DICKERSON: Well, this one is a little different, since the FBI is investigating this specific question of whether a classification was meddled with.

Let me ask you about another e-mail in this batch, which was one in which you seemed to express surprise that somebody e-mailed on their non-State Department personal e-mail, which is what you were doing. Why was that a surprise to you?

CLINTON: Well, I e-mailed two people on their government accounts, because I knew that all of that would be part of the government system.

And, indeed, the vast majority of all my e-mails are in the government system. So, that's how I conducted the business. I was very clear about e-mailing anything having to do with business to people on their government accounts.

DICKERSON: On gun control this week, you have been pretty tough on Bernie Sanders, specifically on the question of legal protection to gun manufacturers.

He has now said that he would be interested in looking to changing the law to allow -- to go after gun manufacturers who act irresponsibly. So, isn't that what you want?

CLINTON: No, that's not what I want. And that's not what the country wants. And that's not what President Obama called for. And I think he has been consistently refusing to say that he would vote to repeal this absolute immunity from any kind of responsibility or liability.

It's the only industry in our country where we have given that kind of carte blanche to do whatever you want to do with no fear of legal consequences. You know, President Obama and I and Senator Sanders were all in the Senate at the same time. Two of us voted against what the NRA says was the most important piece of legislation in 20 years for the gun lobby.

Senator Sanders voted with them, and through this morning has been unwilling to join the president and me in saying that this should be repealed. That has to be the effort that we all are behind. And he often says, well, look, I'm from Vermont and it's different. It's not like being in New York City.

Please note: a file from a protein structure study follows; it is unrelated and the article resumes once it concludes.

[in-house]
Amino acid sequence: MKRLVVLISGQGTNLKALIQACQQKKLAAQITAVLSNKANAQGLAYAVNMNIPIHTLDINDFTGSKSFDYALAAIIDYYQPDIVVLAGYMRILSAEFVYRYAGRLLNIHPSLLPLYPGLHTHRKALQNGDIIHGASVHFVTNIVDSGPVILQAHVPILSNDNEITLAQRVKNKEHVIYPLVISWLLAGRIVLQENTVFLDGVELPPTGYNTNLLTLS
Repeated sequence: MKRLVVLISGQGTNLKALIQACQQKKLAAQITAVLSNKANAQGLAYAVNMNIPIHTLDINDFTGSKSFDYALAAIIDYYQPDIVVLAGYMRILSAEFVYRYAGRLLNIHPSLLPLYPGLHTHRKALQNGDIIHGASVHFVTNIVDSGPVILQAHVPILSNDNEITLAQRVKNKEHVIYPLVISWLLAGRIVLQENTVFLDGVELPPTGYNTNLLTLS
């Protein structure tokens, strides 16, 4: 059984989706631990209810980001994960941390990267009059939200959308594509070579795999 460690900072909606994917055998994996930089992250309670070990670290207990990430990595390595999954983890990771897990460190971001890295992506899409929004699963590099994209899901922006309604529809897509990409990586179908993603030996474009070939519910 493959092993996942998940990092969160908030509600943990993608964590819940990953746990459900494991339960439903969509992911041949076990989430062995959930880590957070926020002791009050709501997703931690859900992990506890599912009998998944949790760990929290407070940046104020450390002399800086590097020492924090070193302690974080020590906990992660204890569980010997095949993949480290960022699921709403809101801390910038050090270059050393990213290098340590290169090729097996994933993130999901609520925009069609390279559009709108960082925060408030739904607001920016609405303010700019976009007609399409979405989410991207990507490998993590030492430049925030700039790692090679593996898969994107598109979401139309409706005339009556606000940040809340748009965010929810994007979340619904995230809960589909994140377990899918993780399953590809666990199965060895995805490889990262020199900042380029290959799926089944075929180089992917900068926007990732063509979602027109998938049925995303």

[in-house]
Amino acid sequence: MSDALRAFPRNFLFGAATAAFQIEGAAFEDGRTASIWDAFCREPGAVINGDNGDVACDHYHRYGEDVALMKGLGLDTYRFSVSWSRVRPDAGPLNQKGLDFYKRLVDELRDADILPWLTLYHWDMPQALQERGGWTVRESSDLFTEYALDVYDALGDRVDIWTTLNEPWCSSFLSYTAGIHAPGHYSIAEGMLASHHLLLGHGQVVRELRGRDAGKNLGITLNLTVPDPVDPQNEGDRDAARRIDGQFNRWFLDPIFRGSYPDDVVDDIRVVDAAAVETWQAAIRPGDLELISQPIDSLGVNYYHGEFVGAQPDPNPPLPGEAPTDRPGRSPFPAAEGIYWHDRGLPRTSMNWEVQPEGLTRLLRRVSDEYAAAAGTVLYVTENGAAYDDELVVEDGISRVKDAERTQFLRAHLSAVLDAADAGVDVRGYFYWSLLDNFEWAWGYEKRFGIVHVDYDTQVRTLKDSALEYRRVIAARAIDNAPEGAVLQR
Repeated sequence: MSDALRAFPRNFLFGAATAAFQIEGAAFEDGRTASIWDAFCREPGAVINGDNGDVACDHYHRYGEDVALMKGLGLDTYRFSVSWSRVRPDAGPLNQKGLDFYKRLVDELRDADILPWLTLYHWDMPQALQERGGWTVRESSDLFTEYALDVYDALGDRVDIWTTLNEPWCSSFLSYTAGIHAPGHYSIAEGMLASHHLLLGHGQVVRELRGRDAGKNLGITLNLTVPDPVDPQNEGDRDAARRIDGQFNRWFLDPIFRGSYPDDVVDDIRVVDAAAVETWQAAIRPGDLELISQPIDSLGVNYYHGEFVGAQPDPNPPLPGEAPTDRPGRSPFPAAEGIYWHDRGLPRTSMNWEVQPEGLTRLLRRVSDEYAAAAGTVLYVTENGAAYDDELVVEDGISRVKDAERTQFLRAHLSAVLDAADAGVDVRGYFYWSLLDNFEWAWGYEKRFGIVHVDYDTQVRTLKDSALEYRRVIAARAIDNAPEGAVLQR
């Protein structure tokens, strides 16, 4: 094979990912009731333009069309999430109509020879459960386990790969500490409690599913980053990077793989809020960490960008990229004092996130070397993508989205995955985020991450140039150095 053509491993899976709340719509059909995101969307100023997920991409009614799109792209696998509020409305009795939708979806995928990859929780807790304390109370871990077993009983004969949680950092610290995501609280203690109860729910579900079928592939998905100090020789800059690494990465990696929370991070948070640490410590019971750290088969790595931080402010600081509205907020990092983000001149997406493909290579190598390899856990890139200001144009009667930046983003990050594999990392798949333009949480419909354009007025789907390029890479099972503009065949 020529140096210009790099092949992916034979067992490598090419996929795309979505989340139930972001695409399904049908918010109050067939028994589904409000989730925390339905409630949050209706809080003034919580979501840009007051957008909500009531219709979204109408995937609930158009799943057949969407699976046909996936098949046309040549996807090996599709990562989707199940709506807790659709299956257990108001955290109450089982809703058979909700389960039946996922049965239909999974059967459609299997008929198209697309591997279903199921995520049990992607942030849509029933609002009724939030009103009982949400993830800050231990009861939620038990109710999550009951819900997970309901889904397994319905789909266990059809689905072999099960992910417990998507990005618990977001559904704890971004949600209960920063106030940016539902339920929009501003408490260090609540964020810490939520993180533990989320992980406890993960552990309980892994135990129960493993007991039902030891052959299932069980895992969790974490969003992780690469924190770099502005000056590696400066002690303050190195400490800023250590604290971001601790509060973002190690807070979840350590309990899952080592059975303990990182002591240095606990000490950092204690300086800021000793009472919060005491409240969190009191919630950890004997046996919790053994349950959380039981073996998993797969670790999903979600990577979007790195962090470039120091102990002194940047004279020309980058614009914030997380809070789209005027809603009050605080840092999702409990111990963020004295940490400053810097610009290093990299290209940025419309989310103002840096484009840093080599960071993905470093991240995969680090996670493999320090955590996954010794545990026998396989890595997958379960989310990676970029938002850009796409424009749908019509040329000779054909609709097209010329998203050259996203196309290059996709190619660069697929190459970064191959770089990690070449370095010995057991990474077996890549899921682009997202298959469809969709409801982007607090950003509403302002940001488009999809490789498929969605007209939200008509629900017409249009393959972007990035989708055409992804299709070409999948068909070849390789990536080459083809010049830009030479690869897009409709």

Well, in fact, the other senator from Vermont, Senator Leahy, voted with President Obama and myself. So, I think that the excuses and efforts by Senator Sanders to avoid responsibility for this vote, which the NRA hailed as the most important in 20 years, points up a clear difference.

And it's a difference that Democratic voters in our primary can take into account. Who is going to really stand up to the gun lobby, try to deal with the scourge of gun violence that takes 90 people's lives a day? I'm pretty clear on what I will do. And I support and will work hard to implement what the president has been advocating.

DICKERSON: On Senator Sanders' response, this idea that he represents a state which there are lot of gun owners, you were a senator. You -- aren't you sympathetic to that? You said you represented Wall Street, and that's what shaped your views on certain Wall Street policy. And you have suggested that, as president, you would be different than you did as senator, when you were representing a state with a constituency.

CLINTON: Well...

DICKERSON: So, why isn't it fair for Bernie Sanders to say, as president, I would be different than I would as a senator representing a state with a lot of gun owners?

CLINTON: Well, you know, I think you have really mixed up two important issues here. I have been consistent on gun lobby restrictions. In fact, I supported the Brady Bill. Senator Sanders voted against it five times. So, there is a very clear difference.

And when it comes to Wall Street, yes, I represented New York. And I was proud to do so. And I took on Wall Street. I'm the person who came out against derivatives. I'm the person who came out calling for restrictions on CEO pay, which, thankfully, got into the Dodd- Frank bill.

I'm the person who went to Wall Street and actually confronted them in 2007. I called them out on the role they were playing in the mortgage market. So, I do have a history of taking on what I consider to be the abuses that come from any industry, including Wall Street.

And I will continue to do so as president. And the proposal that I have put forth about how we rein in the excesses of Wall Street, so we never again face what we did in 2008, has been judged as being more comprehensive, tougher, more effective by Barney Frank, by Sherrod Brown, my friend from Ohio who leads the banking efforts in the Senate, and by Paul Krugman.

So, I have plan that will go after not just the big banks, because Dodd-Frank has given us the tools to do a lot of that, but to go after the so-called shadow banking industry.

DICKERSON: Right.

CLINTON: And I think I'm well-prepared. I know what needs to be done. It's kind of like Nixon going to China, John.

DICKERSON: All right, Senator, let me ask you about a general election opponent you may face. That is Donald Trump.

You got into a pretty ugly exchange. You charged that he -- you charged him with sexism, and then he put out an Instagram video of your husband and Monica Lewinsky. Your reaction to that?